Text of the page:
Both groups of patients, symptomatic as well as asymptomatic, comprised of similar sociodemographic profile and clinical characteristics. However, statistically higher percentage of symptomatic patients was aged more than 30 years (23.6%, P = 0.04685), were graduated (58.2%, P = 0.00006), Hindus (78.7%, P = 0.0016), and having comorbid medical illness (36.2%, P = 0.00002) as compared to asymptomatic patients.

Prevalence of psychological distress in COVID-19 patients

Psychological distress, as evaluated from the GHQ-28 questionnaire, was found in 44 (8.78%) of 501 COVID-19 patients screened. Higher psychological distress was found in symptomatic patients (13.29%) than asymptomatic patients (2%). Mean/standard deviation of symptomatic patients was 8.733 ± 5.458 and for asymptomatic patients was 5.981 ± 3 which was statistically significant with P = 0.0001, thereby suggesting statistically higher psychological distress among symptomatic patients.

Regression analysis

As shown in Table 1, which depicts independent association between sociodemographic and clinical variables and psychological distress, risk of psychological distress seems to be significantly less (P = 0.025) in males (OR = 0.468) than females. Furthermore, those living in extended families had 0.480 times less risk of distress than those belonging to nuclear families with a significant difference of P value 0.046. Those who have a history of addiction had 44.603 times more chances of psychological distress than those who have no addiction with significant difference of P = 0.0001.

Table 1
Table 1:
Sociodemographic and clinical variables independently associated with psychological distress by logistic regression analysis in symptomatic and asymptomatic patients (n=501)

Comparison of ghq-28 subscales

As shown in Table 2, depressive symptoms were found in 19 (3.79%) patients, anxiety/insomnia symptoms in 54 (10.77%) patients, somatic symptoms in 68 (13.57%) patients, and social dysfunction in 45 (8.98%) patients out of 501 patients. The proportion of patients having anxiety/insomnia (P = 0.015), somatic symptoms (P = 0.001), and social dysfunction (P = 0.017) is statistically higher among symptomatic patients as compared to asymptomatic patients.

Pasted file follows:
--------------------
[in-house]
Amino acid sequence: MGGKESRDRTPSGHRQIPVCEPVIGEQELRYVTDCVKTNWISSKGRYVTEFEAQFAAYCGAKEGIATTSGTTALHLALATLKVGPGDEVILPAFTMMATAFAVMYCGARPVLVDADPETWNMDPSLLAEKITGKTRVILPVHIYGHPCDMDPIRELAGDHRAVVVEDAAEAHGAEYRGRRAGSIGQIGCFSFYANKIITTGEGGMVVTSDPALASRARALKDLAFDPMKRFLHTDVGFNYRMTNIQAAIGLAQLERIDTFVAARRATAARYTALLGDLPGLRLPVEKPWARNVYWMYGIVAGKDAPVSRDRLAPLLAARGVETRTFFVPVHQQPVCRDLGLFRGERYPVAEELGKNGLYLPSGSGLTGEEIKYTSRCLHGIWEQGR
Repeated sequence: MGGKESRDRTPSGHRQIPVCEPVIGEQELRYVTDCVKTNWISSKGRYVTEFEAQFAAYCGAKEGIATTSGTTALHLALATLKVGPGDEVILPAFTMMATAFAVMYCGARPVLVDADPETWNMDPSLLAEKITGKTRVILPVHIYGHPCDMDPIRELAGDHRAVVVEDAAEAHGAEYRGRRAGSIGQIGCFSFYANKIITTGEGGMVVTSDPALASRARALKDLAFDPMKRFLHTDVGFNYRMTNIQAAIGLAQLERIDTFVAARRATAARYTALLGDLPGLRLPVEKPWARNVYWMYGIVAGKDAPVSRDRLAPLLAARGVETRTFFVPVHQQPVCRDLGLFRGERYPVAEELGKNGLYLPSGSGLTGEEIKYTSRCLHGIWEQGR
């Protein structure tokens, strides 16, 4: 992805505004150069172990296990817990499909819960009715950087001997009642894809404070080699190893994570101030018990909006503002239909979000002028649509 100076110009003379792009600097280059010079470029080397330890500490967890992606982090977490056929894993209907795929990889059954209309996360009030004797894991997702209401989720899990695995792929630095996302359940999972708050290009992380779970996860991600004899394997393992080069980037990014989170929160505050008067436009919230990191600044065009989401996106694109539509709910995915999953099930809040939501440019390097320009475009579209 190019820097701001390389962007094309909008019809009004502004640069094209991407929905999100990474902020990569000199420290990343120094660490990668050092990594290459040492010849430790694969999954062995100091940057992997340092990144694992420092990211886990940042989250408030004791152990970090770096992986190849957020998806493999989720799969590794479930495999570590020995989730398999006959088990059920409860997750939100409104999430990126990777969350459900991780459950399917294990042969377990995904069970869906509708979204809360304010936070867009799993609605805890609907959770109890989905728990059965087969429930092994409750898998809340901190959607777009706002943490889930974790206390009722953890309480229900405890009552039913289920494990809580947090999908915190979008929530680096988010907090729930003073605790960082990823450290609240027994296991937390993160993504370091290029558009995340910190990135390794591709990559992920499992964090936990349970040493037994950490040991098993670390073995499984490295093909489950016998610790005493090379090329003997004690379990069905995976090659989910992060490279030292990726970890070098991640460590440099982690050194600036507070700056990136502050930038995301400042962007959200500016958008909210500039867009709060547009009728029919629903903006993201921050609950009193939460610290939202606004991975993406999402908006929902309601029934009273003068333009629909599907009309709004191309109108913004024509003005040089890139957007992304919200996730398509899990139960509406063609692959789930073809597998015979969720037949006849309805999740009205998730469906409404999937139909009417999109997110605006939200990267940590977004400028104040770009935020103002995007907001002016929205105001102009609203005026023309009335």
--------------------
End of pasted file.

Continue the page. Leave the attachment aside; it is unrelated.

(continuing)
Table 2
Table 2:
Comparison of general health questionnaire -28 subscales between symptomatic and asymptomatic patients

Symptom profile

Sleep impairment is the most common symptom in both the groups (11.96% in symptomatic and 3% in asymptomatic). Other common symptoms in symptomatic patients were not feeling perfectly well (10.29%), feeling in need of a good tonic and feeling ill (8.97% both); while pain/tightness/pressure in head and dissatisfaction in performing tasks (2% all) among asymptomatic patients.


To our knowledge, this is one among very few studies aimed at exploring the mental health status of symptomatic and asymptomatic patients of COVID-19 by face-to-face interview in India.

In our present study, it was observed that psychological distress was present in 8.78% of patients. Those patients who showed the symptoms of COVID-19 were found to be more psychologically distressed (13.29%) as compared to asymptomatic patients (2%). Having symptoms of the infection could increase a patient’s anxiety, anger, guilt, feeling of being isolated, and having to remain away from family and stress due to stigma among family members and relatives. Higher proportion of individuals aged more than 30 years, graduates, having comorbid medical illness found among the symptomatic patient group could also contribute to the increased psychological distress in them. Our results were in accordance with a China-based study by Zhang et al. which also reported a higher prevalence of depression (29.2%) and anxiety (20.8%) in COVID-19 patients than individuals in quarantine (9.8% and 10.2%).[2] Correlates of symptomatic cases of psychological distress included age more than 50 years and high school graduates in another study by Peng et al. following SARS outbreak in Taiwan, much similar to our study.[15]

After controlling confounding factors and assessing individual parameters, females, those belonging to nuclear families and those having a history of addiction had significantly higher risk of psychological distress as compared to their counterparts, i.e. males, those belonging to joint families and with no history of substance use. Similar profile was observed in studies by Li and Wang and Mazza et al., wherein females and younger people had higher distress after COVID infection.[1617] This could be explained by increased responsibility of family duties among females, increased stress due to responsibility among nuclear families, and exacerbation of psychiatric symptoms due to acquiring infection and unavailability of medications in patients already suffering from psychiatric illness.